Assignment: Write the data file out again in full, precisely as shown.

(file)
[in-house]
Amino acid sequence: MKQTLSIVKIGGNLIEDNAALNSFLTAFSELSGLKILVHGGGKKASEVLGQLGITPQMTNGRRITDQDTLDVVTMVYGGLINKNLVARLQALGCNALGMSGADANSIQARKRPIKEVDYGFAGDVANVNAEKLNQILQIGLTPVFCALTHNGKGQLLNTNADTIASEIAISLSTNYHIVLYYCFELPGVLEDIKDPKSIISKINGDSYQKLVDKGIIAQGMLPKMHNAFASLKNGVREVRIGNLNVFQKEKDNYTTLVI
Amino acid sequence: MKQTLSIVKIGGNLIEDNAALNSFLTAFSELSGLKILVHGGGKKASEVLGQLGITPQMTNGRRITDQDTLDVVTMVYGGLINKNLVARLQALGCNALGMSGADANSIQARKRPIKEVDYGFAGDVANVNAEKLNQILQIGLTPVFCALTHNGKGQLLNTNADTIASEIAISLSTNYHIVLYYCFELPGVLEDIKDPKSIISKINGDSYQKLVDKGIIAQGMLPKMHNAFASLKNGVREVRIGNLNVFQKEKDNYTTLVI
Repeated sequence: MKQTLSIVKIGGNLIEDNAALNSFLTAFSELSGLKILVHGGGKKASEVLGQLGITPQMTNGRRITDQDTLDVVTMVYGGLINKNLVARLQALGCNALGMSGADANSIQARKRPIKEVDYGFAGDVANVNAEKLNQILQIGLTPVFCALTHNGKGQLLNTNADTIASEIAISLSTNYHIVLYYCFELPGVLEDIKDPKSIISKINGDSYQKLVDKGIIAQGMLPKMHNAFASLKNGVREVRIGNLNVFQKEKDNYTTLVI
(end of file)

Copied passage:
[in-house]
Amino acid sequence: MKQTLSIVKIGGNLIEDNAALNSFLTAFSELSGLKILVHGGGKKASEVLGQLGITPQMTNGRRITDQDTLDVVTMVYGGLINKNLVARLQALGCNALGMSGADANSIQARKRPIKEVDYGFAGDVANVNAEKLNQILQIGLTPVFCALTHNGKGQLLNTNADTIASEIAISLSTNYHIVLYYCFELPGVLEDIKDPKSIISKINGDSYQKLVDKGIIAQGMLPKMHNAFASLKNGVREVRIGNLNVFQKEKDNYTTLVI
Amino acid sequence: MKQTLSIVKIGGNLIEDNAALNSFLTAFSELSGLKILVHGGGKKASEVLGQLGITPQMTNGRRITDQDTLDVVTMVYGGLINKNLVARLQALGCNALGMSGADANSIQARKRPIKEVDYGFAGDVANVNAEKLNQILQIGLTPVFCALTHNGKGQLLNTNADTIASEIAISLSTNYHIVLYYCFELPGVLEDIKDPKSIISKINGDSYQKLVDKGIIAQGMLPKMHNAFASLKNGVREVRIGNLNVFQKEKDNYTTLVI
Repeated sequence: MKQTLSIVKIGGNLIEDNAALNSFLTAFSELSGLKILVHGGGKKASEVLGQLGITPQMTNGRRITDQDTLDVVTMVYGGLINKNLVARLQALGCNALGMSGADANSIQARKRPIKEVDYGFAGDVANVNAEKLNQILQIGLTPVFCALTHNGKGQLLNTNADTIASEIAISLSTNYHIVLYYCFELPGVLEDIKDPKSIISKINGDSYQKLVDKGIIAQGMLPKMHNAFASLKNGVREVRIGNLNVFQKEKDNYTTLVI